Easthampton is a delightful and prosperous manufacturing, educational and farming town in the southern part of Hampshire County, on the New Haven and Northampton Railroad, about 90 miles west from Boston, five miles from Northampton. It has Northampton on the north, a dissevered section of the same town (including Mount Tom) on the east, Holyoke and Southampton on the south, and the latter and Westhampton on the west. The territory is triangular in general form, with its base to the north. It has an assessed area of 7,325 acres, of which 1,304 acres are forest, principally of pine and chestnut. Along the well kept streets of the older villages, also, are great numbers of maple and elm, many having a growth of 75 years, and few less than 20 years. The Manhan River flows northeasterly through the middle of the town, emptying into the Connecticut at a westward curve called “The Oxbow.” Broad Branch, coming into the town from the south, and North Branch at the northwest angle, are tributaries of the Manhan River, and, with it, furnishing valuable motive-power. The formative rock is lower sandstone. The face of the town is undulating, with mountains rising about on almost every side. The most prominent of these is Mount Tom, at the southeastern border, which attains the altitude of 1,214 feet, forming a magnificent sky outline to the landscape on that side. The railway, which follows the valley of the Manhan River, affords excellent points of view for this mountain ridge. The soil in this town is sandy loam, with much clay subsoil, and generally fertile; uniformly yielding good crops of hay, rye, oats, potatoes and tobacco. The greenhouse product in 1885 had a value of upwards of $3,000. The aggregate farm product was $154,038. The manufactures are numerous. The leading establishments are the “Williston Mills” (having two mills), the Nashawannick Manufacturing Company (three mills), the Glendale Company (three mills), the Easthampton Rubber Thread Company, Williston and Knight Company, George S. Colton, and the Valley Machine Company. The principal products are cotton prints, suspenders, buttons, elastic webs, rubber and silk goods, machinery, castings, whips, bricks, and food preparations. The value of the aggregate product of these and other manufactures in the census year of 1885 was $1,945,488. There is one national and one savings bank. The valuation of the town in 1888 was $2,397,279, with a tax-rate of $14 on $1,000. The population was 4,291; of whom 785 were voters. The dwelling-houses numbered 815. The postal villages are Easthampton and Mount Tom; and others are Factory Village and New City. Easthampton has an excellent town-hall, which cost originally $65,000; also an elegant public library building, containing about 10,000 volumes. The grading of the public schools is complete; and fifteen buildings, valued at upwards of $25,000, are devoted to their use. The Williston Seminary has a library of about 2,000 volumes. This institution was founded by the Hen. Samuel Williston, and has cost upwards of $250,000. I t was opened for students December 2, 1841, and has commodious buildings and a complete outfit for a school of its kind.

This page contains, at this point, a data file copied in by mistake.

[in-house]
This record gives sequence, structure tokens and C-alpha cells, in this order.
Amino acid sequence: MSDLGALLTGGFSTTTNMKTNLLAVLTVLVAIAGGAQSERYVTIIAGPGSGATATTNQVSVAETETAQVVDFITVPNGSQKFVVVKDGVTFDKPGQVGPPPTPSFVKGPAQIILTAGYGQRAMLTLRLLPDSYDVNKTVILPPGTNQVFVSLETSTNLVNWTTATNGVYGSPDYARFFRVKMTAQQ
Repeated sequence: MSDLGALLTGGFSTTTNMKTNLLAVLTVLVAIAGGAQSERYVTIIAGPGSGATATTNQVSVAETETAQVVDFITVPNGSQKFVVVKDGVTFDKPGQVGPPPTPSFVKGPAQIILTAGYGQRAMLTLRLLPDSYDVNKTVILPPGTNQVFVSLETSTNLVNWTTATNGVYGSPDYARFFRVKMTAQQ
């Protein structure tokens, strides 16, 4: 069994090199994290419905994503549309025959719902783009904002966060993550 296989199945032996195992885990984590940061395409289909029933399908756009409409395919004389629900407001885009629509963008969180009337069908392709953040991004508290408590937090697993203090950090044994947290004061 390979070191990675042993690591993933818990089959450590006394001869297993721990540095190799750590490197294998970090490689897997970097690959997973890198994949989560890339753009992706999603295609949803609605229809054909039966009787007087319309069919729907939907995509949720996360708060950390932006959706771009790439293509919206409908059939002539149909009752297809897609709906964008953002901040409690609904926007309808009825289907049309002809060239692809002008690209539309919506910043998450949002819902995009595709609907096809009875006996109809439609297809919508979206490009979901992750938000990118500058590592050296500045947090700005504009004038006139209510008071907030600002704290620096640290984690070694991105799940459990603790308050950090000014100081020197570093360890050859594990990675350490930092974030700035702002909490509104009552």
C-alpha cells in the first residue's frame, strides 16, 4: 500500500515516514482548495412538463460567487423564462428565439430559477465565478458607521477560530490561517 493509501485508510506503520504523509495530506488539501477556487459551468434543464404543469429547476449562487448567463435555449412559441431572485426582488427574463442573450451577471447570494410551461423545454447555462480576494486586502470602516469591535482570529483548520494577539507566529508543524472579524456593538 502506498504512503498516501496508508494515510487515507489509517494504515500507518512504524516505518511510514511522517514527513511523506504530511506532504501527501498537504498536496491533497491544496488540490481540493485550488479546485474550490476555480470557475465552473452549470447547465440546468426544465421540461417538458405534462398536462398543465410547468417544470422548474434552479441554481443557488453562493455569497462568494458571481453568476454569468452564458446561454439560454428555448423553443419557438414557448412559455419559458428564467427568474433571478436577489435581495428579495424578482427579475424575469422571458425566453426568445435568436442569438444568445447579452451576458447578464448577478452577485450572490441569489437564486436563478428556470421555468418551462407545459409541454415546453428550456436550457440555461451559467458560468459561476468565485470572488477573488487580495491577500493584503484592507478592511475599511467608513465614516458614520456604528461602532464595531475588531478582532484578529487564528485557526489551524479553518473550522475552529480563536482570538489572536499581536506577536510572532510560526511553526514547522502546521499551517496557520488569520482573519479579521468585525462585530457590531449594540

Professional Basketball in 1920s Easthampton, Massachusetts. I found this interesting tidbit of Easthampton history on the web. These events occurred about the time of my father’s birth and seemed informative of the the time and place that was Easthampton, Massachusetts.
During the 1920s, pro basketball players played for semi-pro teams. Such a team was located in Easthampton and used the present upper Town Hall as their home. The NBA and the current popularity of basketball did not yet exist. The most talented teams were barnstorming squads that used New York for their base of operations such as the New York Celtics, the Original Celtics, and the New York Whirlwinds. Players moved rather freely between teams. An opponent one night could be a teammate the next. No arenas existed in those days, so large areas, such as a town hall floor, would be partitioned off with chicken wire, (the source of the name ‘cagers’ for players), and a game would be played. A band and dancing would usually follow the game. The Easthampton team was an offshoot of the Turn [Verein] (a local athletic club), basketball team. According to the 1935 Anniversary Book, the team started with local players, but gradually recruited outside talent. The first mention of the professional team in the Daily Hampshire Gazette was in 1920.
The Easthampton Team played in the Interstate League. Also in this circuit, were teams from Holyoke, Springfield, Adams, Turner’s Falls, Westfield, Albany, NY and Thompsonville, CT. The 1921 and 1922 teams had some good players. The stars of the team were Barney Sedran, the self described ‘midget guard’, and forward Marty Friedman.
Together, they played as a combo for many teams. Nat Holman, long time coach for the City College of New York, regarded both as super-stars of the era and Sedran as one of the greatest guards ever. Both had injuries that curtailed their playing time in Easthampton.
The third star was Honey Russell, a guard. Although only 18 when he came to Easthampton, he had been a pro since his midteens. He was a defensive specialist. Russell played for many years and later coached Seton Hall in the 1940s and 50s. He was also the first coach of the Boston Celtics.
Freedman, Sedran and Russell have been inducted in the Hall of Fame in Springfield. Sedran’s plaque has him in his Easthampton uniform. Freedman’s biography at the Hall mentions playing here. All three began playing in town in 1921.
Another player was Em Grayson, a forward. He was captain at Mass Aggie (now University of Massachusetts, Amherst) in 1916-17 and 1919-20, he later coached there and at Amherst College.
Harry ‘Man-o-War’ Riconda was a forward in 1921 and 22. Once with the Original Celtics, he had the reputation as a tough player. ‘Hot’ Haggerty of Springfield had several stays in Easthampton. In 1922, he left Springfield’s team to play for Easthampton then quit to play for the Original Celtics. He again played for Easthampton in 1923. From newspaper accounts, he was a very popular player.
Others came and went. A player named Bernot was at center for a few games in 1922, left and came back in 1923. Billy Sullivan played in 1921 and moved to the Adams team. ‘Stretch’ Meehan, a 6’9″ center was used as a drawing card in 1921. Bob Jackson, a center also played in 1921.
The league suffered financial difficulties. To recoup some losses, the Original Celtics came in 1922 to play each team in the circuit. An ad billed them as the World Champs of the previous year. Easthampton emerged victorious by the score of 18 to 12. Sedran led all players with 7 points and held Celtic star Nat Holman to gust one point.
After the season, Sedran, Friedman, Russell and Riconda all left to play other circuits. On February 5, 1923 the team moved to Northampton. The season and the entire league ended the next month.